So it’s been a really good partnership for us. What it does is it brings the issues that surround how difficult it is to lose weight and to become healthy and it puts that in a form where a consumer can say, “Yes, I can do that.” That really falls in line with our corporate mission and really standing out in the fitness done right. It’s been a great ride for us and we value that partnership.

Q: With the items that you mentioned about what surprised you about the fitness industry and your partnership with “The Biggest Loser” in mind, what sort of changes do you plan on implementing at 24 Hour Fitness as CEO?

A: I think number one for us for changes is that I don’t want to disrupt some of the great past that we have. We have 24 years of what I call an incredible reputation for being laser focused on really improving people’s lives. Mastrov believed when he created the company that trainers and fitness were a valuable part of our success. We have over 3,000 trainers that are certified through NASM [National Academy of Sports Medicine] that are employees of 24 Hour Fitness. One of the things that is an important success factor and foundation builder for us is to continue to develop that aspect of personal training and showing people the right way to train and the right way to eat, the right way to diet, making sure that we leverage every capacity as a company.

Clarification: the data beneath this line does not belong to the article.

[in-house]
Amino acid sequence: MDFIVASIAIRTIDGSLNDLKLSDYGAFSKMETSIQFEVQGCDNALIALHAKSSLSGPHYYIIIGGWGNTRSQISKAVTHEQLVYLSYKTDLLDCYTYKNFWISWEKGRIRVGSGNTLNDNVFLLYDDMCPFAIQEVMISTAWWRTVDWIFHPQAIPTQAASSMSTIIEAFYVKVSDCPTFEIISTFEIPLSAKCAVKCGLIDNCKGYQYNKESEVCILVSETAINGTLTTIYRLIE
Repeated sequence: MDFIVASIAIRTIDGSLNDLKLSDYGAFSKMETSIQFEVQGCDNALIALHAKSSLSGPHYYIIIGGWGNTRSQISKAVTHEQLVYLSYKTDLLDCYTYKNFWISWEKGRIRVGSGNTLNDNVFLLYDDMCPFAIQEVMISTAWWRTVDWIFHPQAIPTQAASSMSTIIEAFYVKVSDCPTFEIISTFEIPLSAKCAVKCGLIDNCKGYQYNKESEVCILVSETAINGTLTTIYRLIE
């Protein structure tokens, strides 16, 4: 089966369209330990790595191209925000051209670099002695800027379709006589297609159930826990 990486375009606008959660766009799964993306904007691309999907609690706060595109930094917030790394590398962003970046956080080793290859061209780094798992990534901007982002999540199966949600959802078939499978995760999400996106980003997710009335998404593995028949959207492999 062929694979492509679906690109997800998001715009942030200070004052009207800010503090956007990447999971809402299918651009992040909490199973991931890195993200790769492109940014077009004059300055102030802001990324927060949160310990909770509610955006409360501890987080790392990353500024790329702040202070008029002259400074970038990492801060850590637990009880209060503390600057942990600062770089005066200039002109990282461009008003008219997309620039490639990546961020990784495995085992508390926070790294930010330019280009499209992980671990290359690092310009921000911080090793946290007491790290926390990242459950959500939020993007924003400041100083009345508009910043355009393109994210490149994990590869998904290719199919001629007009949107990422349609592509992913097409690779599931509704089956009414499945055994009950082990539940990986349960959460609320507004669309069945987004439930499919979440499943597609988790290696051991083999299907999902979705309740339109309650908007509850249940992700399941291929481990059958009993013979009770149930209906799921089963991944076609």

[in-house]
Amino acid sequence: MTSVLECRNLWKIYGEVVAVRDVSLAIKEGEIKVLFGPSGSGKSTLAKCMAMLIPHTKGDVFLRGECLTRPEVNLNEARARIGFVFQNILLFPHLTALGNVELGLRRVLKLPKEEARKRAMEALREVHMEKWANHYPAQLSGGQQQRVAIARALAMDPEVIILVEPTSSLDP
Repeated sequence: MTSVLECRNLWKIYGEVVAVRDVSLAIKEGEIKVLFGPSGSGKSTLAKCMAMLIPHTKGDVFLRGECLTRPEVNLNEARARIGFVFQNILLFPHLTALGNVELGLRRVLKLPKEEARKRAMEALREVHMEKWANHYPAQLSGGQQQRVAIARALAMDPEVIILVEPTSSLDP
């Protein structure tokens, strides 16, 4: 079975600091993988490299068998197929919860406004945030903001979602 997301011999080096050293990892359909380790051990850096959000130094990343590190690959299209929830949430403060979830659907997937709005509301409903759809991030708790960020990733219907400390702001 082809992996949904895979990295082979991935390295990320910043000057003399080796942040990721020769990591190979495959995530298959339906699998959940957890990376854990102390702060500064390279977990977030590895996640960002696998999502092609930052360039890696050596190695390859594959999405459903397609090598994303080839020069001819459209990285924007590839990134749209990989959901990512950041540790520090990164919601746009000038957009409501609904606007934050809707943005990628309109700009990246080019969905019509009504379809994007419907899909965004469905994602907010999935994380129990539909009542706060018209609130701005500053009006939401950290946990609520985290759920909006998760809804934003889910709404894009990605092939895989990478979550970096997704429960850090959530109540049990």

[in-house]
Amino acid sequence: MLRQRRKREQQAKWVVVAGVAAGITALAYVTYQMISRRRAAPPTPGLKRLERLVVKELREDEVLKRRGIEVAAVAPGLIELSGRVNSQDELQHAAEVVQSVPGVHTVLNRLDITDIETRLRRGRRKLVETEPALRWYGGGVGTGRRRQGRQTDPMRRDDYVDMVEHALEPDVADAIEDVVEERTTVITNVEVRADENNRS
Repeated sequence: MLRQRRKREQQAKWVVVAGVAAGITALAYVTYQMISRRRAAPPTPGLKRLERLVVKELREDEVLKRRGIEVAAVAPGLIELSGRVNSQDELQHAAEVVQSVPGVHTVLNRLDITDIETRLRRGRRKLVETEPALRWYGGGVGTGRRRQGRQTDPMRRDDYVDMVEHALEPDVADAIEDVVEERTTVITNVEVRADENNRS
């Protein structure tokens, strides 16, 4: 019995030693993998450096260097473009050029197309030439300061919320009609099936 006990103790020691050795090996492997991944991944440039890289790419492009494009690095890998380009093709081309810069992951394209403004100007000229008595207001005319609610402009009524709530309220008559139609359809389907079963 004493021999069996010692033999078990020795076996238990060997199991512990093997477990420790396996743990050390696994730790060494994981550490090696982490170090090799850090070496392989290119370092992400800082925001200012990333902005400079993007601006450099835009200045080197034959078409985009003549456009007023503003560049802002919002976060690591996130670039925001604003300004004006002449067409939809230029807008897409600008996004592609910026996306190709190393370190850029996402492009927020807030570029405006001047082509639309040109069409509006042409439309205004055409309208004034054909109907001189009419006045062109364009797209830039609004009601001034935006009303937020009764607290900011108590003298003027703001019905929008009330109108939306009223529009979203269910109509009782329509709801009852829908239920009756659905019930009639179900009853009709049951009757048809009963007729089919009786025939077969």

One of the things that I see as a big opportunity is that we own a nutrition company by the name of APEX and the ability to partner with APEX and to bring affordable nutrition supplements to our members and make sure we are able to do that either online, to your door or in the club is a great opportunity.

We most recently launched what we think will be a terrific tool to help you manage your weight loss and that’s the BodyBugg. It’s available through our Web site, it’s available through our club and it’s available through our trainers. So we are going to continue to look at ways to enhance what has already been started as well as leverage new ways to bring fitness solutions to people.